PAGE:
Afghanistan has expressed concern over a possible increase in violence in the region after the killing of an Iranian general in Iraq on Friday, the government said in a statement.
Afghanistan called on its neighbour Iran and the United States, its strategic partner, to prevent conflict escalations.
“Today, during talks with the US Secretary of State, I once again emphasized that Afghan soil must not be used against a third country or in regional conflicts,” Afghan President Ashraf Ghani tweeted on Friday evening after a phone call with Mike Pompeo.
The statement on Friday comes after the attack earlier that day that killed Qassem Soleimani, head of Iran’s elite Quds Force, and Abu Mahdi al-Muhandis, deputy commander of the Popular Mobilisation Forces (PMF, or Hashd al-Shaabi), an Iran-backed umbrella organisation comprising several militias, along with several other people.
Afghanistan’s chief executive Abdullah Abdullah said he hoped that “the recent events will not have a negative effect on the cooperation between our friends and allies in Afghanistan”.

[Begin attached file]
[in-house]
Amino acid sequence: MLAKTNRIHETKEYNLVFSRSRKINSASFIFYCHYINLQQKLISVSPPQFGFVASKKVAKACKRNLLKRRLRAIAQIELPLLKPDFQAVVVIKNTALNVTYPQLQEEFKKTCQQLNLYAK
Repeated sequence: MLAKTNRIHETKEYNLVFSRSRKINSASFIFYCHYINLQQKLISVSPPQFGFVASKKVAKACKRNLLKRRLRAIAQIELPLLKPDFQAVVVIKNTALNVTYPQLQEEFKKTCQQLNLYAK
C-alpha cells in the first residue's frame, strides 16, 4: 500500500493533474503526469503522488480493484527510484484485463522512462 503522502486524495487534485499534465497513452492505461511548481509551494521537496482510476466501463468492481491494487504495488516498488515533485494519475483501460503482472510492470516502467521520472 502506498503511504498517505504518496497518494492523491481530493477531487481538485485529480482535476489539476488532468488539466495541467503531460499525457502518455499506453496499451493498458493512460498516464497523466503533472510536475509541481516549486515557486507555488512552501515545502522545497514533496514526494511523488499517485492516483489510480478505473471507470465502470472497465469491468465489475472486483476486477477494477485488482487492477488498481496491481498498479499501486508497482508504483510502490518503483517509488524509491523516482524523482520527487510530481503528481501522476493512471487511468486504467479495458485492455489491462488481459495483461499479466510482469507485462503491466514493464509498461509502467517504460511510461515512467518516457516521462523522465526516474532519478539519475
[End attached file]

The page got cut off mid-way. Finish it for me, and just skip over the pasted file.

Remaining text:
Former Afghanistan president Hamid Karzai also took to Twitter to call for calm between the countries.
“Iran and Afghanistan, despite US military presence in Afghanistan, have maintained cordial and brotherly relations,” Karzai wrote on Saturday. “In the face of the current challenges, we hope Iran will continue its wise and friendly approach towards Afghanistan.”
Washington is Afghanistan’s strategic ally, with the US having military presence in the country for nearly two decades.
Tehran has for years hosted millions of Afghan refugees.